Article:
When one walks along the rim of the autumn of one’s life, they can’t help but to look back to the yesterdays – the “good old days.” At the same time one questions if the “tomorrows” will also be filled with equal memories, when they too become the yesterdays.

I suggest everyone should take time to reflect, and never lose grip of the yesterdays. Sitting here in front of my campfire on the northern shores of Georgian Bay, I grasp at memories of yesterdays. They are pleasing, rich in stories and friendships.

There is a contentment and a peace of mind, but then there are also reflections of sadness, for this is opening day of the bass season and truly I miss my old fishing buddy Bob Ovell, the “Chairman of the Board.”

Oh I guess I have fished with better fishermen than the Chairman of the Board, such as my friend Dan Thomey, the former publisher of the Ontario Outdoor Magazine. There was also Ab Hutchinson of Orillia, Ontario, who could out cast the best of fishermen. And last, but not least, are my sons Dave, Kevin and Kim, who I played every trick in the book to beat them, in this disease called “fishing.”

Some, no doubt would claim that they were brought up on more fishing rods and lures than baby bottles.

The Chairman of the Board was quite different from them all, as those who knew Bob will attest to. When Bob was secretary of the Orillia Fish and Game Club, as well as my secretary of Zone 5 of the Ontario Fish and Game Federation, he was addressed as “The Chairman of the Board.” This stuck with him – at official functions and on fishing and camping trips. It always seems that in the long run, be it official, or who would pour the 8 and 18, you had to answer to the Chairman of the Board.

I have to admit, the Chairman of the Board was a wise man, as it was he who introduced me to that fine whisky 8 and 18. A fine alcoholic drink found only here in Canada.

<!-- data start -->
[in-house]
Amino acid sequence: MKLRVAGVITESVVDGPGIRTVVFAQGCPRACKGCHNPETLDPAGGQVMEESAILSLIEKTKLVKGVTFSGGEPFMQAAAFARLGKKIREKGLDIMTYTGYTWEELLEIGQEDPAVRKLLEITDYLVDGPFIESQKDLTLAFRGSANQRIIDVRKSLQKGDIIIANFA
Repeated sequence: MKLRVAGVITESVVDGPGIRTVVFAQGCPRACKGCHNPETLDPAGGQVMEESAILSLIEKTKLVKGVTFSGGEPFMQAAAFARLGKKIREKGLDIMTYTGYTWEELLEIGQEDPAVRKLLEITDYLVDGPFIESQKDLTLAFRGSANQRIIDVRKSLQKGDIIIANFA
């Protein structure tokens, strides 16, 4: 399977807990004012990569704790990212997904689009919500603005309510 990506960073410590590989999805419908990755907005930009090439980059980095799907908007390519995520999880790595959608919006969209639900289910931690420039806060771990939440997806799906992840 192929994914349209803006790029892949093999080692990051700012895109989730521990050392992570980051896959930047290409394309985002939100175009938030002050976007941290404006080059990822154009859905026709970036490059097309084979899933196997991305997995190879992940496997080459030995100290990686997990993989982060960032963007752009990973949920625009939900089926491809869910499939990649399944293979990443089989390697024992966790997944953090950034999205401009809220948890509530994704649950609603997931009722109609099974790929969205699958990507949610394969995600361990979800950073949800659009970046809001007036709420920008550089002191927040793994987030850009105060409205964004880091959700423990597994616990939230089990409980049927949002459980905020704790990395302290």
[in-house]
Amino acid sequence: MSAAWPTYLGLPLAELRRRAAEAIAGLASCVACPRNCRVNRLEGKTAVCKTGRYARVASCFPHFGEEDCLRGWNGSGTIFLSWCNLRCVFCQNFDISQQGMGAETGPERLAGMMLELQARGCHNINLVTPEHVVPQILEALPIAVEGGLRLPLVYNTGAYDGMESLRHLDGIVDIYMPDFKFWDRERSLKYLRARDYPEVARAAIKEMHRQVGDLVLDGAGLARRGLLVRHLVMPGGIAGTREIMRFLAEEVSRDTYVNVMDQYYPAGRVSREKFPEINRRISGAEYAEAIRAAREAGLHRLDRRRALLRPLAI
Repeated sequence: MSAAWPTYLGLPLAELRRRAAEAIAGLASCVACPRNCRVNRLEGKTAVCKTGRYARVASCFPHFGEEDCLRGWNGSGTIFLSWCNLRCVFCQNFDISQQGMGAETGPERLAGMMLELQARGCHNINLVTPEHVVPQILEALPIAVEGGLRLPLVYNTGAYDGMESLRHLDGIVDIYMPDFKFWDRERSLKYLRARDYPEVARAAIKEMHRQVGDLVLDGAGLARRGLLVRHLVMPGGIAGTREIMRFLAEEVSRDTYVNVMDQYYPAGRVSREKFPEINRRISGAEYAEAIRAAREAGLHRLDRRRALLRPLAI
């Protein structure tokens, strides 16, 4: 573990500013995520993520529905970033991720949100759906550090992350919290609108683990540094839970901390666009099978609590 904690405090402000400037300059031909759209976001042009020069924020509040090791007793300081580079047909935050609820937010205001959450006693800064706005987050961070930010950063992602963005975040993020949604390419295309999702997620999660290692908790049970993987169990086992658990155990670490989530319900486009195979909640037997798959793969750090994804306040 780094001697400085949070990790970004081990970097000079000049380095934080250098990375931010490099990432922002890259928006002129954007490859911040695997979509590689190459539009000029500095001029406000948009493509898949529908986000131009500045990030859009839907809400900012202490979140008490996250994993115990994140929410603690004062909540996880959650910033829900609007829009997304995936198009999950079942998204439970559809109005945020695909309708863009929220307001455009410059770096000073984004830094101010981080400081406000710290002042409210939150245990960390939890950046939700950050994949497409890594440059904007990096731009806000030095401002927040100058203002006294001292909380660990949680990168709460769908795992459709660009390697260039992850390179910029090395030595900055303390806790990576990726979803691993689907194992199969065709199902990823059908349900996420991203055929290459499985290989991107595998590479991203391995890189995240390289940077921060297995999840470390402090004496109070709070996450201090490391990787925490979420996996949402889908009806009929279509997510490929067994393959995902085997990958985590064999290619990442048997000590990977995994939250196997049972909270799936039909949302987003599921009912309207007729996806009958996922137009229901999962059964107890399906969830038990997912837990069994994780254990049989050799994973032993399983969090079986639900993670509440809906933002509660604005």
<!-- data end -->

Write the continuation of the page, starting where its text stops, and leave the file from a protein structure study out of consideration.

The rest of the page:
Our local group of friends all had travel trailers, and enjoyed the outdoors. As well, we all belonged to a square dancing group.

Bob and I had other things in common, such as the inner contents of my oversized tackle box.

The Chairman of the Board ingeniously convinced our wives that we should go on weekend camping trips at some parks that had areas for dancing – and he would push for campgrounds near small communities that had “want not stores” to attract the ladies to go shopping.

By some mystic means the selected park also just happened to produce some fantastic bass fishing waters. Now, you just have to give the devil his due: the Chairman of the Board was a very wise man for picking such great places to go – shall we say – square dancing.I can remember only too well one outing at Butterfly Lake, just a couple loud whistles and a holler south of Lake St. Joseph in Muskoka’s Lake Region of Ontario. We had just returned from an early morning’s bass fishing outing and I walked over to my trailer, poured myself a cup of tea, grabbed a couple cookies and put them on the table just outside of the trailer. I went in the trailer to get my fishing magazine, but when I came back outside to drink my tea, the Chairman of the Board was drinking my tea and helping himself to my homemade cookies.

He casually looked up at me and said, “It’s almost high noon. Going to pour us a couple of 8 and 18?”

It sounded more like an instructional statement than a question and from past experiences, I knew I might as well forget about my tea and cookies and pour those fine drinks as the Chairman had, shall I say, suggested. I poured the drinks and started back to the park table. The Chairman of the Board was telling the ladies, and others, who had gathered around to listen to his tales, of how he limited out on the bass and lowly Murray only caught a couple, hardly acceptable, small fish. He explained that I was not using the right lures and his were far superior to mine. Hell yes, his lures were better than mine, as the ones he was using he stole out of my tackle box the night before.

Now the word “stolen” the Chairman of the Board would contest, saying that I had left my tackle box open and explaining that determining the best lures would be for him to decide. “Pretty damn sure of your facts, are you Murray?” the Chairman blurted. “Well, I will just have to see for myself.”

He then reached into my tackle box (of no less than 500 lures) and took what I had said to be the best bass lures and put them in his own tackle box, of which many other lures in his box looked very similar to what I once had owned.

Tackle box or junk box?